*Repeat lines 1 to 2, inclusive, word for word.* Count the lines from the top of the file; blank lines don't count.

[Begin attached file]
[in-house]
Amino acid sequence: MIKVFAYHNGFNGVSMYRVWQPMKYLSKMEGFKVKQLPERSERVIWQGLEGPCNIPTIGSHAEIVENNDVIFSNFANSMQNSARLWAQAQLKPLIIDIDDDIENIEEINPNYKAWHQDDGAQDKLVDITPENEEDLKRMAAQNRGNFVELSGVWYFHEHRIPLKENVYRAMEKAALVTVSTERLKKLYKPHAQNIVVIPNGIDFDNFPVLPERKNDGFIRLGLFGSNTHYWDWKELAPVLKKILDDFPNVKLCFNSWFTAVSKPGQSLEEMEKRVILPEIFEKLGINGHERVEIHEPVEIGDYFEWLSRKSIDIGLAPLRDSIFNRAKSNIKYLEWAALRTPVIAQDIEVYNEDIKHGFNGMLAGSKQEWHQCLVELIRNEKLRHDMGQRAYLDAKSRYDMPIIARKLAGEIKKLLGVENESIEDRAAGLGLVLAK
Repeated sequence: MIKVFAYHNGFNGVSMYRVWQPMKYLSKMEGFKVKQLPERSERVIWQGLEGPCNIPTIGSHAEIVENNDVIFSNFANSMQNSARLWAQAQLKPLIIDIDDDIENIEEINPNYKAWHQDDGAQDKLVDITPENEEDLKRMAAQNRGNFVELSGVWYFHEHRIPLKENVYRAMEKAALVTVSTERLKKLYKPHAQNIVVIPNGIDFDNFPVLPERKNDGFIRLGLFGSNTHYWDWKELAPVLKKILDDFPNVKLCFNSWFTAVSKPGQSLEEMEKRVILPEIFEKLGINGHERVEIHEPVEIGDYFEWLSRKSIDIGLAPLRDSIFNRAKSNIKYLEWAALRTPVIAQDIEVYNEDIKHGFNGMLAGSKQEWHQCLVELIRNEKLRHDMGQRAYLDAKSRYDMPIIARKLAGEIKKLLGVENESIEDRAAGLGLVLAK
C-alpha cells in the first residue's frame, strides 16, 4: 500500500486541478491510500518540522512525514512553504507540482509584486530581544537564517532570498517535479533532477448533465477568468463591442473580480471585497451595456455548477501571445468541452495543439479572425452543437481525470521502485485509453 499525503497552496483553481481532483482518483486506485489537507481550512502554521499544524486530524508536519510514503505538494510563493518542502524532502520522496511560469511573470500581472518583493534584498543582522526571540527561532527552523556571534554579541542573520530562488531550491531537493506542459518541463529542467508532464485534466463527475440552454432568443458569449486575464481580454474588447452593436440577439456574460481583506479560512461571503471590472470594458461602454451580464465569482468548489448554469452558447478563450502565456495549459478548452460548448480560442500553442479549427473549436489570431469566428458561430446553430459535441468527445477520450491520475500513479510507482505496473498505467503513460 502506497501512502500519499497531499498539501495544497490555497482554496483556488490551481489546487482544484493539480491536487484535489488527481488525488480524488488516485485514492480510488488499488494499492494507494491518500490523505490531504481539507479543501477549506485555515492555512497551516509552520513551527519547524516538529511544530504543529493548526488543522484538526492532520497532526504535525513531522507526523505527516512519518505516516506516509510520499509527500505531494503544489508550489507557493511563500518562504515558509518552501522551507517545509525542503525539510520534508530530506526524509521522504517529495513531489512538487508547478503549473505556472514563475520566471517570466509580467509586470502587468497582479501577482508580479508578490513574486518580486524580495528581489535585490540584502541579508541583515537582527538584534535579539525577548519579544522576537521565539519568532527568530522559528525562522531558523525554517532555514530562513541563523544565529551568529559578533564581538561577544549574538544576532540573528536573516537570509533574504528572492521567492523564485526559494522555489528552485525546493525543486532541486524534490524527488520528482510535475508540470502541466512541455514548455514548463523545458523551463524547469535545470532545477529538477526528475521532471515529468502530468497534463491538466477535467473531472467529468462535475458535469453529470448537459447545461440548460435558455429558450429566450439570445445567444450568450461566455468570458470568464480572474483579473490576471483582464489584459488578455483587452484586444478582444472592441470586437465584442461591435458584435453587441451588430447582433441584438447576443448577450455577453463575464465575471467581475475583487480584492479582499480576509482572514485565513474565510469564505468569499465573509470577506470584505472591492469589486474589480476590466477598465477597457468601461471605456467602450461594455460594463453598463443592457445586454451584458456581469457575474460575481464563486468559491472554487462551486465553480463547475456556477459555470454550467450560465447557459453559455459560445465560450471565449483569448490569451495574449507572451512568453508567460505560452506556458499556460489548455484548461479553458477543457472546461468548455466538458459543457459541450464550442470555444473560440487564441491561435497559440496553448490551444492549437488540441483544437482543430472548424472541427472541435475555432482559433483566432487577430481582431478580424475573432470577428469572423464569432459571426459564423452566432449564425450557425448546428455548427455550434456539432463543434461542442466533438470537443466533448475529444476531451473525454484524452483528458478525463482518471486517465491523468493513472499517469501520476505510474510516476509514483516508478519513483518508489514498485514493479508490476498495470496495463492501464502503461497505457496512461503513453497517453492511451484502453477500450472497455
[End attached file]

[in-house]
Amino acid sequence: MIKVFAYHNGFNGVSMYRVWQPMKYLSKMEGFKVKQLPERSERVIWQGLEGPCNIPTIGSHAEIVENNDVIFSNFANSMQNSARLWAQAQLKPLIIDIDDDIENIEEINPNYKAWHQDDGAQDKLVDITPENEEDLKRMAAQNRGNFVELSGVWYFHEHRIPLKENVYRAMEKAALVTVSTERLKKLYKPHAQNIVVIPNGIDFDNFPVLPERKNDGFIRLGLFGSNTHYWDWKELAPVLKKILDDFPNVKLCFNSWFTAVSKPGQSLEEMEKRVILPEIFEKLGINGHERVEIHEPVEIGDYFEWLSRKSIDIGLAPLRDSIFNRAKSNIKYLEWAALRTPVIAQDIEVYNEDIKHGFNGMLAGSKQEWHQCLVELIRNEKLRHDMGQRAYLDAKSRYDMPIIARKLAGEIKKLLGVENESIEDRAAGLGLVLAK